A seismograph is an instrument installed in the ground that records and measures the vibrations produced by earthquakes.
If you throw a rock into a pond or lake, waves will ripple outward in all directions from the point where the rock hit the water. The same thing happens during an earthquake: it creates seismic waves of vibrations in the ground that radiate out in all directions. The further these waves are from source of the earthquake, the less energy they have, and the harder they are to detect. Scientists want to detect them, however, because they learn useful things about the Earth's many-layered interior from them.
The Earth's motion during an earthquake must be compared to an object that doesn't move when the ground shakes. That's why a seismograph uses an object -- usually a large electromagnet -- suspended on springs within a case made of fine wire, to keep the object still, while the case around it moves with the ground's motion. (This is similar to the way shock absorbers work in cars.) As the case moves, it produces small electrical signals in the wire coil. These signals are then amplified and stored digitally on a computer, or transcribed onto a recording drum.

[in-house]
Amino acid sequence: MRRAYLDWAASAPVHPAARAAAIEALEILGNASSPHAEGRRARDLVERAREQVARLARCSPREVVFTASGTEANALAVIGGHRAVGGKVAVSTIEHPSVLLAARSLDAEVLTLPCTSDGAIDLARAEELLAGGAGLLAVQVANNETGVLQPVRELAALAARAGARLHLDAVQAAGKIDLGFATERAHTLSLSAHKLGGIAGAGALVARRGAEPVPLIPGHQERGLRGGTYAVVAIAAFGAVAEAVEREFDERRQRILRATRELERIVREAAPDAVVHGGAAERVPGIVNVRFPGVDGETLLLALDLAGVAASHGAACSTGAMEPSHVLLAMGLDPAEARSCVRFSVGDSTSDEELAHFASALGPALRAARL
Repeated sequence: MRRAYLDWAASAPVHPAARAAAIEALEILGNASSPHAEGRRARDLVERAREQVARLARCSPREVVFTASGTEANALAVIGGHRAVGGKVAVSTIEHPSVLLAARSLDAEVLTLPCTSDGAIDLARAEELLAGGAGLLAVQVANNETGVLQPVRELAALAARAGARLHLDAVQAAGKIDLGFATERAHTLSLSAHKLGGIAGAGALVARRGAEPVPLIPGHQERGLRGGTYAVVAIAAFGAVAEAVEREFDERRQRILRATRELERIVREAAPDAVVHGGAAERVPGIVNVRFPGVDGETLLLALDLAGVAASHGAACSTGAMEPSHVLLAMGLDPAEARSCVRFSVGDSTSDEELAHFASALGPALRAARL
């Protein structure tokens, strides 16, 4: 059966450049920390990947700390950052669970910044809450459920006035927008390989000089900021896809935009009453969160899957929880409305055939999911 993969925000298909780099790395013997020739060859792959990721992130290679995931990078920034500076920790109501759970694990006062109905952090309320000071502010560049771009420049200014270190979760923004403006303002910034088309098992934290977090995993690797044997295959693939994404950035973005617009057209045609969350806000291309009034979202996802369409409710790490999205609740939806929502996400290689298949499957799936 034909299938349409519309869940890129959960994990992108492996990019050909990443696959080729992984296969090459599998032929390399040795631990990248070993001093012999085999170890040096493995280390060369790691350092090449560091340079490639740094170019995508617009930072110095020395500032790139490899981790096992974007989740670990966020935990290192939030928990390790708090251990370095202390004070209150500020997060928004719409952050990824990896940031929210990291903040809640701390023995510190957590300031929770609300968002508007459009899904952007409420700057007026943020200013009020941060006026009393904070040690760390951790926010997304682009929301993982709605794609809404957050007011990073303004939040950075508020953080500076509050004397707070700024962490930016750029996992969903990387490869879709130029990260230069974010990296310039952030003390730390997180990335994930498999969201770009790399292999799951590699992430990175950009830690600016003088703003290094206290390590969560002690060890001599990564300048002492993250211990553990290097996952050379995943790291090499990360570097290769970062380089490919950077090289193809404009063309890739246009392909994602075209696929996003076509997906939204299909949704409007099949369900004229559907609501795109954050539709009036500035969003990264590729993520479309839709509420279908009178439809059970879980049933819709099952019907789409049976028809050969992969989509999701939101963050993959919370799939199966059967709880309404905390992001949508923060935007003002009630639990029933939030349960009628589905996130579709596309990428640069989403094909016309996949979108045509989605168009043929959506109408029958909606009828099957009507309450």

But a single seismograph pendulum only detects waves moving in one direction. To get a complete picture of the wave's motions from other directions, modern seismograph stations have three separate instruments to record the different kinds of waves: waves moving north-south and east-west, and the way the ground moves up and down.
The Global Seismograph Network goes one step further, linking 128 seismograph stations in more than 80 countries on all continents to collect and store seismic data from around the world that can be accessed by everyone.